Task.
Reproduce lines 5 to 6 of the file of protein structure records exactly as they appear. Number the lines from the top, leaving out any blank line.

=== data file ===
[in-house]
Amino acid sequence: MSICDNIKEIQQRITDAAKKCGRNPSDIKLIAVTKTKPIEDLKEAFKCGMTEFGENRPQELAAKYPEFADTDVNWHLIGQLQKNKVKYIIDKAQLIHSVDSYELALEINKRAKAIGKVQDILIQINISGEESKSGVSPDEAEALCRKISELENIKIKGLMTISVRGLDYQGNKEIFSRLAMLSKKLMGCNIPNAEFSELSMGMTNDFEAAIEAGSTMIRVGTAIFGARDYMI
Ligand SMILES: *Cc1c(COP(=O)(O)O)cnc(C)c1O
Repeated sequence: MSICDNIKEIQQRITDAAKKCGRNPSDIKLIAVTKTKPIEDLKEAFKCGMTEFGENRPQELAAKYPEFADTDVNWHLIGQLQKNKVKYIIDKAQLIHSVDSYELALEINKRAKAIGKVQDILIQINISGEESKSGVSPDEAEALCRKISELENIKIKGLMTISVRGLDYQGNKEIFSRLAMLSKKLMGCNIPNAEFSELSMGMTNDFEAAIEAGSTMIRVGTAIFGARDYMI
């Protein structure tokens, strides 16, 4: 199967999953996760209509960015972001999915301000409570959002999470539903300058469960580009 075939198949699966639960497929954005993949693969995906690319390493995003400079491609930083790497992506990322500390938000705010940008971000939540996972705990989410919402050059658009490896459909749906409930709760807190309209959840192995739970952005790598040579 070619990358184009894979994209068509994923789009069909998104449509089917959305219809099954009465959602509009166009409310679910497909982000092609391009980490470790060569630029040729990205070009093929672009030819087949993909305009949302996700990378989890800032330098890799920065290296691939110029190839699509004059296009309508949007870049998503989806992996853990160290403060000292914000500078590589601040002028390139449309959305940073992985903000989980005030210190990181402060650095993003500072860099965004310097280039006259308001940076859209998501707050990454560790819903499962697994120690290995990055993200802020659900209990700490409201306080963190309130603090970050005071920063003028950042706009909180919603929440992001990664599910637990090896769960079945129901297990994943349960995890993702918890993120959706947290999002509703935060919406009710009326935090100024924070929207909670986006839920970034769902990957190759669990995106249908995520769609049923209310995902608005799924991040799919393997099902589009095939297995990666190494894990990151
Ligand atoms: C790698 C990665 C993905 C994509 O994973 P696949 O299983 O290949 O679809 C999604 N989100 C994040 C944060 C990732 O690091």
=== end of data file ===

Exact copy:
């Protein structure tokens, strides 16, 4: 199967999953996760209509960015972001999915301000409570959002999470539903300058469960580009 075939198949699966639960497929954005993949693969995906690319390493995003400079491609930083790497992506990322500390938000705010940008971000939540996972705990989410919402050059658009490896459909749906409930709760807190309209959840192995739970952005790598040579 070619990358184009894979994209068509994923789009069909998104449509089917959305219809099954009465959602509009166009409310679910497909982000092609391009980490470790060569630029040729990205070009093929672009030819087949993909305009949302996700990378989890800032330098890799920065290296691939110029190839699509004059296009309508949007870049998503989806992996853990160290403060000292914000500078590589601040002028390139449309959305940073992985903000989980005030210190990181402060650095993003500072860099965004310097280039006259308001940076859209998501707050990454560790819903499962697994120690290995990055993200802020659900209990700490409201306080963190309130603090970050005071920063003028950042706009909180919603929440992001990664599910637990090896769960079945129901297990994943349960995890993702918890993120959706947290999002509703935060919406009710009326935090100024924070929207909670986006839920970034769902990957190759669990995106249908995520769609049923209310995902608005799924991040799919393997099902589009095939297995990666190494894990990151
Ligand atoms: C790698 C990665 C993905 C994509 O994973 P696949 O299983 O290949 O679809 C999604 N989100 C994040 C944060 C990732 O690091």